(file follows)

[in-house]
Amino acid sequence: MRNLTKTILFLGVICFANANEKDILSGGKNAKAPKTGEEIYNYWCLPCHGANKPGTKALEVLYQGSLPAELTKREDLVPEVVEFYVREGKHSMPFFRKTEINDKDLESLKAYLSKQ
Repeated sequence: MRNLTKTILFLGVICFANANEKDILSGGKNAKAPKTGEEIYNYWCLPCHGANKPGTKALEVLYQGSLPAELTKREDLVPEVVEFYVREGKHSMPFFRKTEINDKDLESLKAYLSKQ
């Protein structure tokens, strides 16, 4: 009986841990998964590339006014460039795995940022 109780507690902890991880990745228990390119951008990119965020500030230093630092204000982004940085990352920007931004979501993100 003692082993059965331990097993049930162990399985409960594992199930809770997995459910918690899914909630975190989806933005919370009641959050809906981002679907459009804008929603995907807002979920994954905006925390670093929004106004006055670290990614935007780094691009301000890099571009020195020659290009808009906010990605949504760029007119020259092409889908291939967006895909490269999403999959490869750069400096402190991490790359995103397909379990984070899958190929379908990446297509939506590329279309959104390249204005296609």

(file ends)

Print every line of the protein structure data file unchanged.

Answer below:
[in-house]
Amino acid sequence: MRNLTKTILFLGVICFANANEKDILSGGKNAKAPKTGEEIYNYWCLPCHGANKPGTKALEVLYQGSLPAELTKREDLVPEVVEFYVREGKHSMPFFRKTEINDKDLESLKAYLSKQ
Repeated sequence: MRNLTKTILFLGVICFANANEKDILSGGKNAKAPKTGEEIYNYWCLPCHGANKPGTKALEVLYQGSLPAELTKREDLVPEVVEFYVREGKHSMPFFRKTEINDKDLESLKAYLSKQ
């Protein structure tokens, strides 16, 4: 009986841990998964590339006014460039795995940022 109780507690902890991880990745228990390119951008990119965020500030230093630092204000982004940085990352920007931004979501993100 003692082993059965331990097993049930162990399985409960594992199930809770997995459910918690899914909630975190989806933005919370009641959050809906981002679907459009804008929603995907807002979920994954905006925390670093929004106004006055670290990614935007780094691009301000890099571009020195020659290009808009906010990605949504760029007119020259092409889908291939967006895909490269999403999959490869750069400096402190991490790359995103397909379990984070899958190929379908990446297509939506590329279309959104390249204005296609």